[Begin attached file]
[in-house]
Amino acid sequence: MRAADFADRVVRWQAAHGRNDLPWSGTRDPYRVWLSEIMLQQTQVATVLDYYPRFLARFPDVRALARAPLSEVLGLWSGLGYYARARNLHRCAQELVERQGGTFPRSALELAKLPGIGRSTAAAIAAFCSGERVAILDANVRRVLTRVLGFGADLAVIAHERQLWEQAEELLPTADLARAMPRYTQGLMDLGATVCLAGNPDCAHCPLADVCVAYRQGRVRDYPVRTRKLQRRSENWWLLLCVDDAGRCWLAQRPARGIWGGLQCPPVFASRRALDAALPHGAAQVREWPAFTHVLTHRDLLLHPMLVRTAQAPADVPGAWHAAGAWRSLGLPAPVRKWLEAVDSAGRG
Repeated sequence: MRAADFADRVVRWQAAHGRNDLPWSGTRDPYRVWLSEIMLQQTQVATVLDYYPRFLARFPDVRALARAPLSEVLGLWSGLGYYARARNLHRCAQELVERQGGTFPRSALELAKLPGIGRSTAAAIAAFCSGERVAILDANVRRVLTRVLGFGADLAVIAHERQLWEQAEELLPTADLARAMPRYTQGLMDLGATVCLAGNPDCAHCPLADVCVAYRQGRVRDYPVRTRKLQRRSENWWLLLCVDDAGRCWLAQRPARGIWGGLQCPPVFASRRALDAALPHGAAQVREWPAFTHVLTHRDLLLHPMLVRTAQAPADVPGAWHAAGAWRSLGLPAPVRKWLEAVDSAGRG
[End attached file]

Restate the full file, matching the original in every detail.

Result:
[in-house]
Amino acid sequence: MRAADFADRVVRWQAAHGRNDLPWSGTRDPYRVWLSEIMLQQTQVATVLDYYPRFLARFPDVRALARAPLSEVLGLWSGLGYYARARNLHRCAQELVERQGGTFPRSALELAKLPGIGRSTAAAIAAFCSGERVAILDANVRRVLTRVLGFGADLAVIAHERQLWEQAEELLPTADLARAMPRYTQGLMDLGATVCLAGNPDCAHCPLADVCVAYRQGRVRDYPVRTRKLQRRSENWWLLLCVDDAGRCWLAQRPARGIWGGLQCPPVFASRRALDAALPHGAAQVREWPAFTHVLTHRDLLLHPMLVRTAQAPADVPGAWHAAGAWRSLGLPAPVRKWLEAVDSAGRG
Repeated sequence: MRAADFADRVVRWQAAHGRNDLPWSGTRDPYRVWLSEIMLQQTQVATVLDYYPRFLARFPDVRALARAPLSEVLGLWSGLGYYARARNLHRCAQELVERQGGTFPRSALELAKLPGIGRSTAAAIAAFCSGERVAILDANVRRVLTRVLGFGADLAVIAHERQLWEQAEELLPTADLARAMPRYTQGLMDLGATVCLAGNPDCAHCPLADVCVAYRQGRVRDYPVRTRKLQRRSENWWLLLCVDDAGRCWLAQRPARGIWGGLQCPPVFASRRALDAALPHGAAQVREWPAFTHVLTHRDLLLHPMLVRTAQAPADVPGAWHAAGAWRSLGLPAPVRKWLEAVDSAGRG